The Respiratory System
to increases in P
, and a substantial decline in P
stimulates them. As a result, ventilation increases as the brain
attempts to restore gas exchange to previous levels.
Within a few days, the minute ventilation stabilizes at a level
2–3 L/min higher than the sea level rate. Increased ventilation
also reduces arterial CO
levels, so the P
of individuals living
at high altitudes is typically below 40 mm Hg (its value at sea
High-altitude conditions always result in lower-than-normal
hemoglobin saturation levels because less O
is available to be
loaded. For example, at about 19,000 ± above sea level, O
ration of arterial blood is only 67% (compared to nearly 98%
at sea level). But Hb unloads only 20–25% of its oxygen at sea
level, which means that even at the reduced saturations at high
altitudes, the O
needs of the tissues are still met under resting
Additionally, at high altitudes hemoglobin’s aﬃnity for O
is reduced because BPG concentrations increase. Tis releases
to the tissues during each circulatory round.
Although body tissues at high altitude receive adequate
oxygen under normal conditions, problems arise when all-out
eﬀorts are demanded of the cardiovascular and respiratory sys-
tems (as athletes discovered during the 1968 Summer Olympics
on the high mesa of Mexico City, at 7370 ±). Unless a person is
fully acclimatized, such conditions almost guarantee that body
tissues will become severely hypoxic.
When blood O
levels decline, the kidneys produce more
erythropoietin, which stimulates bone marrow production of
RBCs (see Chapter 17, p. 636). Tis phase of acclimatization,
which occurs slowly, provides long-term compensation for liv-
ing at high altitudes.
Check Your Understanding
An injured soccer player arrives by ambulance in the
emergency room. She is in obvious distress, breathing rapidly.
is 26 mm Hg and pH is 7.5. Is she suffering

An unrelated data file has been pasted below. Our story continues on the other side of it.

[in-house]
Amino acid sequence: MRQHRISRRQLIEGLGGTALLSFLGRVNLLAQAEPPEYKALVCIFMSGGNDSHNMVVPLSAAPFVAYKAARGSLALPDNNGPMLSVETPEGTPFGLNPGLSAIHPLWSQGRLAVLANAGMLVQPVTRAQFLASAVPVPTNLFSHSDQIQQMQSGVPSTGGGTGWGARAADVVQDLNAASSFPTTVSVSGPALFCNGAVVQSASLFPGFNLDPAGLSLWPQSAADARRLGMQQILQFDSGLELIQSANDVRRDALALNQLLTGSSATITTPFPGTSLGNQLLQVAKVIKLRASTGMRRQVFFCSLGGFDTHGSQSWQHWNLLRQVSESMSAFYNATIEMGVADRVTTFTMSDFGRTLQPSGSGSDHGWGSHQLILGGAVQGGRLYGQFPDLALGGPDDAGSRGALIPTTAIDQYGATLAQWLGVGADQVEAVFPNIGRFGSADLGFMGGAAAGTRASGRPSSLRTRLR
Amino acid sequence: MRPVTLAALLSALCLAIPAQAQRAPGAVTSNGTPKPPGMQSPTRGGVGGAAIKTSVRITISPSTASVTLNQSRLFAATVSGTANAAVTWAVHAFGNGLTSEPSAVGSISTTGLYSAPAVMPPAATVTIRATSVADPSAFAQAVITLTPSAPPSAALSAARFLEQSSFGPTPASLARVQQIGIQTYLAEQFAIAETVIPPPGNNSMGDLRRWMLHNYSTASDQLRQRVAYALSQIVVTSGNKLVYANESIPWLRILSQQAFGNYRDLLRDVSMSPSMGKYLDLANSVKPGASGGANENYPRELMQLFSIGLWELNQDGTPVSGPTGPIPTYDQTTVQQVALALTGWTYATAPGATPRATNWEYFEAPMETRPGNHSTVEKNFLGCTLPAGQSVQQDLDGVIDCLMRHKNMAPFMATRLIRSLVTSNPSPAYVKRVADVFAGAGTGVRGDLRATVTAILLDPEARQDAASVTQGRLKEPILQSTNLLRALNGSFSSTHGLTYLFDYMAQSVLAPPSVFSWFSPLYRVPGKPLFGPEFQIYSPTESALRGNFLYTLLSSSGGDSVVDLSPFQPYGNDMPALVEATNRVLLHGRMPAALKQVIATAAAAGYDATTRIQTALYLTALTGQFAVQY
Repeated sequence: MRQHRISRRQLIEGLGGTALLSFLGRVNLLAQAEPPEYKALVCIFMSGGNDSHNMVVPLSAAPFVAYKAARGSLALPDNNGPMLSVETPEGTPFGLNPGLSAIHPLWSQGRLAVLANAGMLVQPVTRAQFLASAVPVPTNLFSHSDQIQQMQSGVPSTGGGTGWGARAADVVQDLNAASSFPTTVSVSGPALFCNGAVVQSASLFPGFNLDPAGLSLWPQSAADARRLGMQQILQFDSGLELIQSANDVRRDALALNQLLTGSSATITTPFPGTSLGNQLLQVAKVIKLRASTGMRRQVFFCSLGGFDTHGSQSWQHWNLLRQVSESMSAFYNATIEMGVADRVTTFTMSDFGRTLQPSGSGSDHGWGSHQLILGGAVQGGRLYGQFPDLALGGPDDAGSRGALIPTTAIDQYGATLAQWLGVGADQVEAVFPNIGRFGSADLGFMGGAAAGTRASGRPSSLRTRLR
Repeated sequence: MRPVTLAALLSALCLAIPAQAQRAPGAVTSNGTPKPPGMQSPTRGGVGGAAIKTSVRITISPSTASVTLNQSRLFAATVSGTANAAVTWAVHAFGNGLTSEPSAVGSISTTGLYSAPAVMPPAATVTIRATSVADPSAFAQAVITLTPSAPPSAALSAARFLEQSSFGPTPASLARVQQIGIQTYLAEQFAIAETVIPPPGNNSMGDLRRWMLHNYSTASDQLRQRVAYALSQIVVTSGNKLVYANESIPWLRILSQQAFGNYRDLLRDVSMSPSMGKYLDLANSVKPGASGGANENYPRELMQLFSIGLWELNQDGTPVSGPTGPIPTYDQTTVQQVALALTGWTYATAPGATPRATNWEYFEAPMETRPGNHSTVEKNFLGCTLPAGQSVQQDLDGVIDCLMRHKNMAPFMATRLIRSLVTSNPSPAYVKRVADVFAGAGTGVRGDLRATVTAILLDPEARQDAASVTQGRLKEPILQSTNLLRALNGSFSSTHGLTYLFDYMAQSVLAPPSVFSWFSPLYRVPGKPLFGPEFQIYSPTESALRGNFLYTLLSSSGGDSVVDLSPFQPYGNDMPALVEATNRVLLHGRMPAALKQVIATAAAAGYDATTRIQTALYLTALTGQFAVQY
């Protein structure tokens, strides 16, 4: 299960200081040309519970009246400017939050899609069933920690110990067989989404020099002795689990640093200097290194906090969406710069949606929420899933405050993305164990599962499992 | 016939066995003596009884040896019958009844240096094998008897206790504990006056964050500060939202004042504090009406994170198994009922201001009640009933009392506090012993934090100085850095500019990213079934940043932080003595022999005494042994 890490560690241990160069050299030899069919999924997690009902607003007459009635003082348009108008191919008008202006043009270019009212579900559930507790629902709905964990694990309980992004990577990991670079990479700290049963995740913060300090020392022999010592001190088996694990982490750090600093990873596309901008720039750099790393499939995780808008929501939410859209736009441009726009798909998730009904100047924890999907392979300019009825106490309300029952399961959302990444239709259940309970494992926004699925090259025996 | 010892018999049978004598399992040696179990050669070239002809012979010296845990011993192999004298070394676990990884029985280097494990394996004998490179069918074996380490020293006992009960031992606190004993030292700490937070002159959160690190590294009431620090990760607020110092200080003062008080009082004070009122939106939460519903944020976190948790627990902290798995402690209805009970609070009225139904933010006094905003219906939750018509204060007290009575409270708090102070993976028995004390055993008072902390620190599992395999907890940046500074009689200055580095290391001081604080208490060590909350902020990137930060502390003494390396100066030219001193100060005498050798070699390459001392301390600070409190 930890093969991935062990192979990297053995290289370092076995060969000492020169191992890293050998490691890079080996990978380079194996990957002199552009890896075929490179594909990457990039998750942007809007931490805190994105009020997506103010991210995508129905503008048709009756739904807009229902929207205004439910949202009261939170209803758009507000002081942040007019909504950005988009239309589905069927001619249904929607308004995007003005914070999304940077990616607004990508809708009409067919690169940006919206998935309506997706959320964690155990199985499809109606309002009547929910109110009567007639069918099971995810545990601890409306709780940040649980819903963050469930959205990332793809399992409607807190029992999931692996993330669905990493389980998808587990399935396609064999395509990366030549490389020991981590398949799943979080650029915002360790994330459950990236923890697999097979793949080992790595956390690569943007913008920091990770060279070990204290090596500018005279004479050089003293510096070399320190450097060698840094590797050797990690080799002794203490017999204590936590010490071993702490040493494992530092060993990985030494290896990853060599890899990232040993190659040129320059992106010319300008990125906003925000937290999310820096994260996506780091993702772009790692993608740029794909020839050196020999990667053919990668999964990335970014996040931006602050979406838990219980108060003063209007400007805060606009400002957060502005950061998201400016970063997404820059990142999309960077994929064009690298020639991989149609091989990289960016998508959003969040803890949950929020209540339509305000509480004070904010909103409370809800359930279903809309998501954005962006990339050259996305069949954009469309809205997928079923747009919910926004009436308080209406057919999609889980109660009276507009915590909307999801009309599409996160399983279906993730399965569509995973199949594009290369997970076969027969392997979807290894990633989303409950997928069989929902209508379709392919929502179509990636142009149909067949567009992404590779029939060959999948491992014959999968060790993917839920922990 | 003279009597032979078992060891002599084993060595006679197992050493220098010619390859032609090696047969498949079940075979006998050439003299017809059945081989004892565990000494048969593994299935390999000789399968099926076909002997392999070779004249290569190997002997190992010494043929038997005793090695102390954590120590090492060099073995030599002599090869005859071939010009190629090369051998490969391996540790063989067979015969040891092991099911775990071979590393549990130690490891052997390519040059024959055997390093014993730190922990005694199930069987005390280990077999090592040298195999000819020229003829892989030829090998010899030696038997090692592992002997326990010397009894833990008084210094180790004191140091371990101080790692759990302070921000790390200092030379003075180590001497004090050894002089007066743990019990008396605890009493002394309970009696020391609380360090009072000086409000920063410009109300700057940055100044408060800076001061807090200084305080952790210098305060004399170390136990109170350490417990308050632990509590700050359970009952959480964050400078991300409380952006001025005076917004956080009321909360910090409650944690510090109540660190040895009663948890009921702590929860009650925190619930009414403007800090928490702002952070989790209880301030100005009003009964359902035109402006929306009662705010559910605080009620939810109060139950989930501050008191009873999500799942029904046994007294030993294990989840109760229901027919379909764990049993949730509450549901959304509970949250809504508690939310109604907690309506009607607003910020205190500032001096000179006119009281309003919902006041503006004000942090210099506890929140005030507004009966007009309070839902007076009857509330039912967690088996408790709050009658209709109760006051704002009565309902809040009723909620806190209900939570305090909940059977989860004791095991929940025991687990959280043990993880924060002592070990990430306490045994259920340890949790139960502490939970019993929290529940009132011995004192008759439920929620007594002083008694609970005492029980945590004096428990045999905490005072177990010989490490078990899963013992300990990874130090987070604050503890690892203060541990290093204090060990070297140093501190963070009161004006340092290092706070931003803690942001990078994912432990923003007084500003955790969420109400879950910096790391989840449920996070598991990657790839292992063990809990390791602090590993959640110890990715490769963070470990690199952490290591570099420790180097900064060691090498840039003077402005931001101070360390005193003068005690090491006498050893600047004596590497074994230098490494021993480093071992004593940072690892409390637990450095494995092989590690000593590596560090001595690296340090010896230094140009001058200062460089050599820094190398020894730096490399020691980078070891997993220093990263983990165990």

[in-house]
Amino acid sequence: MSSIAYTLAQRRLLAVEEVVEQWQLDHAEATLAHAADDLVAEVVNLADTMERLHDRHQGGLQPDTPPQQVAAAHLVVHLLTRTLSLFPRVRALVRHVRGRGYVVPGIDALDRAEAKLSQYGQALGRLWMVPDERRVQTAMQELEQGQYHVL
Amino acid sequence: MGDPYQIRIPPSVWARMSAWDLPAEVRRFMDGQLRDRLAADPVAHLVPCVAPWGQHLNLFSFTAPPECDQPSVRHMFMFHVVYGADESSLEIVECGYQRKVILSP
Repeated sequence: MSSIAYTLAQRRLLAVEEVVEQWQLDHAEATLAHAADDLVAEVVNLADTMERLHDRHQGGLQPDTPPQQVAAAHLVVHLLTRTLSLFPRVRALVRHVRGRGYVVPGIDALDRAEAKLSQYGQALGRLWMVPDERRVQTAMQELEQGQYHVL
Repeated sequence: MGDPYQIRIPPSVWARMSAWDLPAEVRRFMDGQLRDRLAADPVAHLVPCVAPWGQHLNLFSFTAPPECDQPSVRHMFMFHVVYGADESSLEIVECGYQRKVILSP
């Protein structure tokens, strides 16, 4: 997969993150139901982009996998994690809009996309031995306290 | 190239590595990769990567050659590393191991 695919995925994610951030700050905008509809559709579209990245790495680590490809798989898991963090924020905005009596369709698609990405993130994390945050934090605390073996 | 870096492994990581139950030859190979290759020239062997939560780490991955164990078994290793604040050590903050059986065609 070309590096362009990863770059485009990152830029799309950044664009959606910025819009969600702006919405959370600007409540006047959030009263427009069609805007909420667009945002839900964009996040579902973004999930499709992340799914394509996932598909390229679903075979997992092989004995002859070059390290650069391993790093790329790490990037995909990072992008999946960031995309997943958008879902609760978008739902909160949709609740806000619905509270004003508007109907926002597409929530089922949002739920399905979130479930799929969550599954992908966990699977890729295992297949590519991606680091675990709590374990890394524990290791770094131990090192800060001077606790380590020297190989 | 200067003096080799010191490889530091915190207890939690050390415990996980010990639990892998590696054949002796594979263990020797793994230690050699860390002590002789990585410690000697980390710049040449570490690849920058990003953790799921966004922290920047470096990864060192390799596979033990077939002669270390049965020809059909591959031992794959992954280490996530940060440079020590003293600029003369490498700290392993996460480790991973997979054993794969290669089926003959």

from hyperventilation or hyperpnea? Explain.
What long-term adjustments does the body make when
living at high altitude?
For answers, see Appendix H.
of the Respiratory System
Compare the causes and consequences of chronic
bronchitis, emphysema, asthma, tuberculosis, and lung
Te respiratory system is particularly vulnerable to infectious
diseases because it is wide open to airborne pathogens. We con-
sidered many of these conditions, such as rhinitis and laryngitis,
earlier in the chapter.
Here we turn our attention to the most disabling respira-
chronic obstructive pulmonary disease
. COPD and lung cancer
are living proof of the devastating eﬀects of tobacco smoke
on the body. Long known to promote cardiovascular disease,
smoking is perhaps even more eﬀective at destroying the lungs.
Chronic Obstructive Pulmonary Disease
chronic obstructive pulmonary diseases (COPD)
pliﬁed best by emphysema and chronic bronchitis, are a major
cause of disability and death in North America. Te key physi-
ological feature of these diseases is an irreversible decrease in
the ability to force air out of the lungs. Other features they share
More than 80% of patients have a history of smoking.
ah), diﬃcult or labored breathing o±en
referred to as “air hunger,” gets progressively worse.
Coughing and frequent pulmonary infections are common.
Most COPD victims develop respiratory failure manifested
(insuﬃcient ventilation in relation to
metabolic needs, causing them to retain CO
acidosis, and hypoxemia.
is distinguished by permanent enlargement of the
alveoli, accompanied by destruction of the alveolar walls. Invari-
ably the lungs lose their elasticity. Tis has three important con-
sequences: (1) Accessory muscles must be enlisted to breathe,
• Air pollution
or air trapping
• Frequent infections
• Respiratory acidosis
irritation and inflammation
Breakdown of elastin in
connective tissue of lungs
• Destruction of alveolar
• Loss of lung elasticity
• Excess mucus production
• Chronic productive cough
The pathogenesis of COPD.